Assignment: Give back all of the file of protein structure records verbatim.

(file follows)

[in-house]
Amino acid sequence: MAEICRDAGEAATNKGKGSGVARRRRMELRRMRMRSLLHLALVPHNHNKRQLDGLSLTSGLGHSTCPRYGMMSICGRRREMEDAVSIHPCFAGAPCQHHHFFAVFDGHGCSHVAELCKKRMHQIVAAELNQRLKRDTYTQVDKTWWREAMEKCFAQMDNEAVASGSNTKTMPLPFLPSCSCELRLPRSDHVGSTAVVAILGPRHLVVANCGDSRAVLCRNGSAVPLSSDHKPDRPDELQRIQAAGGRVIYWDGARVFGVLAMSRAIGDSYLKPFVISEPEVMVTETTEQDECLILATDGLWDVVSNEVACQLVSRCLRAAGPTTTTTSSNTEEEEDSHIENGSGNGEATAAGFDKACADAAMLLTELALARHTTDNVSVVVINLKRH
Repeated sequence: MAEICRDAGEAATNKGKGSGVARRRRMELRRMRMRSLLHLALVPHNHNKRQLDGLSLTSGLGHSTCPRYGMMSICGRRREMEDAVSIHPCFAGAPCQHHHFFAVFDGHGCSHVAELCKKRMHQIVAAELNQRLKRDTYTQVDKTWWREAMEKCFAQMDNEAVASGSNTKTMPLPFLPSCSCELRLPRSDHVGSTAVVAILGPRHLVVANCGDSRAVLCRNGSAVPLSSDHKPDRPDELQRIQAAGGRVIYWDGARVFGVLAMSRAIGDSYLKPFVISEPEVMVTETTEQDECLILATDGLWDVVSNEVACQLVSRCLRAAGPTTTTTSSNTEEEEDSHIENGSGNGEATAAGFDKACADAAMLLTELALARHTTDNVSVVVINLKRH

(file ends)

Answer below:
[in-house]
Amino acid sequence: MAEICRDAGEAATNKGKGSGVARRRRMELRRMRMRSLLHLALVPHNHNKRQLDGLSLTSGLGHSTCPRYGMMSICGRRREMEDAVSIHPCFAGAPCQHHHFFAVFDGHGCSHVAELCKKRMHQIVAAELNQRLKRDTYTQVDKTWWREAMEKCFAQMDNEAVASGSNTKTMPLPFLPSCSCELRLPRSDHVGSTAVVAILGPRHLVVANCGDSRAVLCRNGSAVPLSSDHKPDRPDELQRIQAAGGRVIYWDGARVFGVLAMSRAIGDSYLKPFVISEPEVMVTETTEQDECLILATDGLWDVVSNEVACQLVSRCLRAAGPTTTTTSSNTEEEEDSHIENGSGNGEATAAGFDKACADAAMLLTELALARHTTDNVSVVVINLKRH
Repeated sequence: MAEICRDAGEAATNKGKGSGVARRRRMELRRMRMRSLLHLALVPHNHNKRQLDGLSLTSGLGHSTCPRYGMMSICGRRREMEDAVSIHPCFAGAPCQHHHFFAVFDGHGCSHVAELCKKRMHQIVAAELNQRLKRDTYTQVDKTWWREAMEKCFAQMDNEAVASGSNTKTMPLPFLPSCSCELRLPRSDHVGSTAVVAILGPRHLVVANCGDSRAVLCRNGSAVPLSSDHKPDRPDELQRIQAAGGRVIYWDGARVFGVLAMSRAIGDSYLKPFVISEPEVMVTETTEQDECLILATDGLWDVVSNEVACQLVSRCLRAAGPTTTTTSSNTEEEEDSHIENGSGNGEATAAGFDKACADAAMLLTELALARHTTDNVSVVVINLKRH